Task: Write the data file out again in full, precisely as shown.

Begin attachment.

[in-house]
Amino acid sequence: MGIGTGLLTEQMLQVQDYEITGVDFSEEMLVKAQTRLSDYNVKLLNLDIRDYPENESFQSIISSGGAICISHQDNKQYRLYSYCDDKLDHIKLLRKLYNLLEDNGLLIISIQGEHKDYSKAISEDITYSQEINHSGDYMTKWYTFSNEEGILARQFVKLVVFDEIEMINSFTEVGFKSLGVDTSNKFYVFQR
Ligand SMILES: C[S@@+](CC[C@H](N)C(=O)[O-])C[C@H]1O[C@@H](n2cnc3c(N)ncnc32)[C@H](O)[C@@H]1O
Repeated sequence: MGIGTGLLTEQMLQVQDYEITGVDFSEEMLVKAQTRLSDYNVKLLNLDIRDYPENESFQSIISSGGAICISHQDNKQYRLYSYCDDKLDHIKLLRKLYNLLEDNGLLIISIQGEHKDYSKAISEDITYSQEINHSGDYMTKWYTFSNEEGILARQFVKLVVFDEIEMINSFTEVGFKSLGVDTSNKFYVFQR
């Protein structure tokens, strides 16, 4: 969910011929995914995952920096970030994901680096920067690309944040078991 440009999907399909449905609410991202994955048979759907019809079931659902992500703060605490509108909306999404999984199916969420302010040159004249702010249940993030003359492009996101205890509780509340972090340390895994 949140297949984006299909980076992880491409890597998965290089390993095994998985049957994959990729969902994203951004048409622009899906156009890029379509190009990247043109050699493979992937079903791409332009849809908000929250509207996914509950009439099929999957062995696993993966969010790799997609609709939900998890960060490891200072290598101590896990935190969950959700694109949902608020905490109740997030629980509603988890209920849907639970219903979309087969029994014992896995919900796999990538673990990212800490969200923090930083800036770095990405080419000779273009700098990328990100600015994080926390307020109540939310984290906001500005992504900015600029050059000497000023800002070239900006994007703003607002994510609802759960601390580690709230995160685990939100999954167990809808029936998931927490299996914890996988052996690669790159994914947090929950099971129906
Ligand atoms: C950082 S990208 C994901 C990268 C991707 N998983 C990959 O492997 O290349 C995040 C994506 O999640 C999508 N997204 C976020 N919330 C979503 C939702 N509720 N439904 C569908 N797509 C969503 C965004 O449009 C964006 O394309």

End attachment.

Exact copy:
[in-house]
Amino acid sequence: MGIGTGLLTEQMLQVQDYEITGVDFSEEMLVKAQTRLSDYNVKLLNLDIRDYPENESFQSIISSGGAICISHQDNKQYRLYSYCDDKLDHIKLLRKLYNLLEDNGLLIISIQGEHKDYSKAISEDITYSQEINHSGDYMTKWYTFSNEEGILARQFVKLVVFDEIEMINSFTEVGFKSLGVDTSNKFYVFQR
Ligand SMILES: C[S@@+](CC[C@H](N)C(=O)[O-])C[C@H]1O[C@@H](n2cnc3c(N)ncnc32)[C@H](O)[C@@H]1O
Repeated sequence: MGIGTGLLTEQMLQVQDYEITGVDFSEEMLVKAQTRLSDYNVKLLNLDIRDYPENESFQSIISSGGAICISHQDNKQYRLYSYCDDKLDHIKLLRKLYNLLEDNGLLIISIQGEHKDYSKAISEDITYSQEINHSGDYMTKWYTFSNEEGILARQFVKLVVFDEIEMINSFTEVGFKSLGVDTSNKFYVFQR
């Protein structure tokens, strides 16, 4: 969910011929995914995952920096970030994901680096920067690309944040078991 440009999907399909449905609410991202994955048979759907019809079931659902992500703060605490509108909306999404999984199916969420302010040159004249702010249940993030003359492009996101205890509780509340972090340390895994 949140297949984006299909980076992880491409890597998965290089390993095994998985049957994959990729969902994203951004048409622009899906156009890029379509190009990247043109050699493979992937079903791409332009849809908000929250509207996914509950009439099929999957062995696993993966969010790799997609609709939900998890960060490891200072290598101590896990935190969950959700694109949902608020905490109740997030629980509603988890209920849907639970219903979309087969029994014992896995919900796999990538673990990212800490969200923090930083800036770095990405080419000779273009700098990328990100600015994080926390307020109540939310984290906001500005992504900015600029050059000497000023800002070239900006994007703003607002994510609802759960601390580690709230995160685990939100999954167990809808029936998931927490299996914890996988052996690669790159994914947090929950099971129906
Ligand atoms: C950082 S990208 C994901 C990268 C991707 N998983 C990959 O492997 O290349 C995040 C994506 O999640 C999508 N997204 C976020 N919330 C979503 C939702 N509720 N439904 C569908 N797509 C969503 C965004 O449009 C964006 O394309």